Santa's Workshop

Not to be outdone by the likes of "Q," UNITY provides our Cate with an inventive array of weapons and devices, including lipstick grenades, cigarette lighters that weld, a barrette that opens locks and becomes a knife, zooming sunglasses that detect mines and lasers, perfumed sleeping gas, body decay powder (yuck!), and, of course, an array of pistols, carbines and rifles. There's even a briefcase rocket launcher! All that's missing is a fully equipped Aston Martin.

As Cate wends her way through the 60 levels, however, we find that stealth and misdirection are required as often as shooting and blowing things up. These aspects were the most enjoyable for me and will be, I'm sure, for our adventure-minded community, sometimes providing opportunities to overhear some of the hilarious conversations of the bad guys, often characterized by amusing inside jokes. What the Monkey Island series does for humor in adventuring, NOLF does for comedy in "actioning."

Using a combination of stealth, timing, gunplay and thinking, Cate follows an intricate and highly varied path. NOLF is a real page-turner. It's the least redundant (boring) action game I've ever encountered—a far cry from the likes of Rune, for example. In terms of weapons/devices, locations, goals and possible actions, you're always kept on your toes, never quite knowing what's around the next corner.

Multiplayer is present (team or single deathmatch via Gamespy), but the primary thrust and enjoyment of NOLF comes with the rich and long single-player storyline, which offers multiple choices (sneaking versus shooting) along the way but is also not very replayable, given its scriptedness. Nevertheless, single play alone is more than worth the price of admission, with the frequent cutscenes, and great ending, providing reinforcement for your cloak-and-daggering. In terms of story and involvement in the game world, it just doesn't get much better than this!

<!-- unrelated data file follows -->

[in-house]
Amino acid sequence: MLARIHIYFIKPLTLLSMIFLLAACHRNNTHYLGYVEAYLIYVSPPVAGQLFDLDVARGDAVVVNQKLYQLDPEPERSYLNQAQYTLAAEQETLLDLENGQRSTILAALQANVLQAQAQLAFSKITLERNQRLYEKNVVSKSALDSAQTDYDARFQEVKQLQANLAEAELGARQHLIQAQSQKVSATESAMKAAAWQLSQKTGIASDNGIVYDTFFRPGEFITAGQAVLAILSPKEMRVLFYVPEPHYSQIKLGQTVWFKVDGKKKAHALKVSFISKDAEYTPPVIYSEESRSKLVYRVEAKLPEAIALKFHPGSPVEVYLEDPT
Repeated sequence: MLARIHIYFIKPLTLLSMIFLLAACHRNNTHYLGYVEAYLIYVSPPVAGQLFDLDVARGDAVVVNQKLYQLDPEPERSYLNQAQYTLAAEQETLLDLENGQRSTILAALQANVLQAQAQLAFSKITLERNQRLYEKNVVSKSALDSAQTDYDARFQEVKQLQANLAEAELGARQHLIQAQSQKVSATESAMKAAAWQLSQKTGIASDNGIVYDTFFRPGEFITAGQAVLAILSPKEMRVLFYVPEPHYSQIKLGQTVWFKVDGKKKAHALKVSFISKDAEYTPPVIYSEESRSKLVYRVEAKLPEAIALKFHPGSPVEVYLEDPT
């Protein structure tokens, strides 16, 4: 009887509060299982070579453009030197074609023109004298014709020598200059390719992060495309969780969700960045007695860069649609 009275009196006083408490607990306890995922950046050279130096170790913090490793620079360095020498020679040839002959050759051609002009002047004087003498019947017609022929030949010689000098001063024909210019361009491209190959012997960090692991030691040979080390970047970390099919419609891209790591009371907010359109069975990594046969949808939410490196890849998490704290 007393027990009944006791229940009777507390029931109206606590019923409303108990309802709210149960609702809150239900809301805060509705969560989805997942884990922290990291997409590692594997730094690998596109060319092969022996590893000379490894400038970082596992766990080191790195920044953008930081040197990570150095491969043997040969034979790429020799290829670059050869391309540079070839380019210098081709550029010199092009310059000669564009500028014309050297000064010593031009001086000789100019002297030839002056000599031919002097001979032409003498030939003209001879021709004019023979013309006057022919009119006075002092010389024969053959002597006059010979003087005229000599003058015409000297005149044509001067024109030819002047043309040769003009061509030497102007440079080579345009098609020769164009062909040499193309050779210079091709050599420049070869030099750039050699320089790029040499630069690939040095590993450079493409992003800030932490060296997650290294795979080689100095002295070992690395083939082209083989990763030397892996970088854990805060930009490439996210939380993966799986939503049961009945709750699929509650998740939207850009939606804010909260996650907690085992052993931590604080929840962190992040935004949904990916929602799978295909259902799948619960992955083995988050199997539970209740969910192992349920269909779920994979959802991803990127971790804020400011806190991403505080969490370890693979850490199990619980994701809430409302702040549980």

"From Fox and Monolith, with Love"

Superb craftsmanship, inventive scripting, wonderful acting, brilliant enemy AI, and sumptuous graphics are all placed in a huge, varied, and intensely colorful 60s setting by a team clearly bestowing care and love on their work and product. No One Lives Forever is one of the best action/adventures ever, joining the ranks of Half-Life, Thief, and Deus Ex as an equal. Cate is the grooviest heroine of the new millennium. My only regret was that the fun and wild ride ended. That's why NOLF 2: The Spy in H.A.R.M.S. Way, due out in October, is one of my most highly anticipated titles. Try the original (it's in the bargain bin at many stores), and I'm sure you'll join my enthusiasm for Cate's World.

What I Liked the Most

It's a huge, varied and involving game; there are multiple types of weapons and devices; the music and voice acting are superlative.

What I Liked the Least

The game can be difficult at times; it ends! The End

The Verdict

The Lowdown

Developer: Monolith Studios
Publisher: Fox Interactive
Release Date: November 2000

Available for: PlayStation 2 Windows Macintosh 

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System Requirements

PC:
PII 300 (PIII 500 recommended)
64 MB RAM (128 MB recommended)
8 MB video RAM (32 MB recommended)

Mac:
Power Macintosh G3 350 (Power Macintosh G4 400 recommended)
Mac OS 8.6, 9.2.2 (Mac OS X 10.1.4 or later recommended)
128 MB RAM (256 MB recommended)
3D video card with 8 MB memory (16 MB recommended)
900 MB free disk space

Where to Find It



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(Note from the Rooster: The Game of the Year Edition (GOTY) is essentially the same game, with a strategy guide included, so if there's a big price difference, go for the original.)